Regional Gardening Reports :: National Gardening Association

Upper South

August, 2008
Regional Report

Divide Perennials

Even though perennials grow and bloom year after year, many benefit from being divided every three to five years. Dividing perennials helps to control the size of the plants, rejuvenates them, and offers an opportunity to remove weeds. Plus, you get more plants! Plants that are best divided in late summer to fall include bee balm, campanula, cranesbill, blackberry lilies, black-eyed Susans, phlox, hostas, daylilies, iris, yarrow, coreopsis, and coneflowers. Water plants well a day or two before dividing, dig up the plants, separate pieces, shorten top growth, and replant immediately.

Give Butterflies a Treat

Besides filling the garden with the nectar-rich flowers that feed butterflies, think about other sources of food, water, and minerals. For some kinds of butterflies, damp areas or shallow puddles are essential. Create a puddle area with a plant saucer, some sand, and water. Add a bit of salt occasionally. Make a homemade nectar feeder with red-and-yellow plastic kitchen scouring pads moistened with a solution of 4 parts water and 1 part sugar; put the pads in a shallow dish supported on a post just above nearby flowers. Rotten fruit also attracts butterflies, but, unfortunately, sometimes other wildlife as well, such as raccoons.

Trim and Deadhead

Flower beds can look a bit bedraggled by now. Although there's no magic formula for instantly making them glorious, there are some things to do. First of all, notice when you have gaps in flowering and where. Make plans to add plants next spring that will make up for this deficit. Meanwhile, clip off spent blooms and remove unsightly growth. Remove weeds and renew mulch, if necessary. Blooming chrysanthemums and asters will soon be available, so plan on adding some of these soon.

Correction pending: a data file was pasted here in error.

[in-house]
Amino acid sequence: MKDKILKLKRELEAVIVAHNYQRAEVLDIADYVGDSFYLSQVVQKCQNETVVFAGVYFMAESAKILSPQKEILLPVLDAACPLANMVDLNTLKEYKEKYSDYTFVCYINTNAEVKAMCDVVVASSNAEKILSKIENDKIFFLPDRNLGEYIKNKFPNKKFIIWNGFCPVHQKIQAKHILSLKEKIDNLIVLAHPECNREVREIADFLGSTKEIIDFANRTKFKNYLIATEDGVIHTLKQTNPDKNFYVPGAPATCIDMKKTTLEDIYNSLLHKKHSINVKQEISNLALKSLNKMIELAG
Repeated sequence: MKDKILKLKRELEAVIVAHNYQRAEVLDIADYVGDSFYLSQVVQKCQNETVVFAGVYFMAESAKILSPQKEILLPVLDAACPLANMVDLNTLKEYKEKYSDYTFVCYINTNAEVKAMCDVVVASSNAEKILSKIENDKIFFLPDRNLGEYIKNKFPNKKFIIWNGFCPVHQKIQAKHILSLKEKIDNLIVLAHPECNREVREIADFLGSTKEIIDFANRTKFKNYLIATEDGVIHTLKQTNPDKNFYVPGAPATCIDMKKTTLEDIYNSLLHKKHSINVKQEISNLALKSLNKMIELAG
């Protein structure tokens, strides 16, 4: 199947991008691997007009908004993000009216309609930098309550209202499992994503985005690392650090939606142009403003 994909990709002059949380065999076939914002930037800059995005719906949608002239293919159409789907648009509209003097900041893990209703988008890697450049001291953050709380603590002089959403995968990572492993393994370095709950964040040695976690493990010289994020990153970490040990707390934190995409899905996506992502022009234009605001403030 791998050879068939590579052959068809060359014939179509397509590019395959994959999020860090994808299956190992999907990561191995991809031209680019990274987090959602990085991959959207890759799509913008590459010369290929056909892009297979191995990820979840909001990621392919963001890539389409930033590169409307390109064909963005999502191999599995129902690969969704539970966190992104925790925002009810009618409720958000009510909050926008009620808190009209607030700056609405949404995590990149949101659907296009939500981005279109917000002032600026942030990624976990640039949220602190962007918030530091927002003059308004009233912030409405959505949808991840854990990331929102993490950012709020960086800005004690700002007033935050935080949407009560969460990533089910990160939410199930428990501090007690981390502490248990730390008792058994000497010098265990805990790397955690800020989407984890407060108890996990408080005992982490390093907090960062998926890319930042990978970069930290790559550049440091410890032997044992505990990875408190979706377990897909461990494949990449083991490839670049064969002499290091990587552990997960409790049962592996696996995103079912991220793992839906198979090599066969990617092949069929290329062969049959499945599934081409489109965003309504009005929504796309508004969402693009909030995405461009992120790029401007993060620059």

Collect, Save, and Sow Seed

Many old-fashioned flowers and herbs, like cleome, love-in-a-mist, larkspur, feverfew, four-o'clocks, nicotiana, cilantro, dill, and chervil, have remained popular favorites because they readily self-sow. If you don't want all of the seedlings in the same place next year, gather the seed heads as they dry. Place them upside down in small paper bags, label with the plant name, close bags with paper clips, and store in a warm, dry place until the seeds have fallen to the bottom. Discard the seed heads and store the seed in a clean, labeled envelope. These can be planted later this fall or next spring.

Make Gazpacho

Redolent gazpacho not only makes a cooling, no-cook summer meal, it also uses up garden bounty. There are many versions, but a simple one combines 2 pounds of peeled, cored, and finely chopped tomatoes with 1 pound peeled, seeded, and finely chopped cucumber, 1 cup finely chopped onion, 1 cup finely chopped green and/or red sweet pepper, 4 to 5 cups tomato or mixed vegetable juice, 1/2 cup red wine vinegar, 2 tablespoons olive oil, hot pepper sauce or minced hot pepper to taste, 1 minced garlic clove, and salt and pepper to taste. Chill thoroughly before serving.


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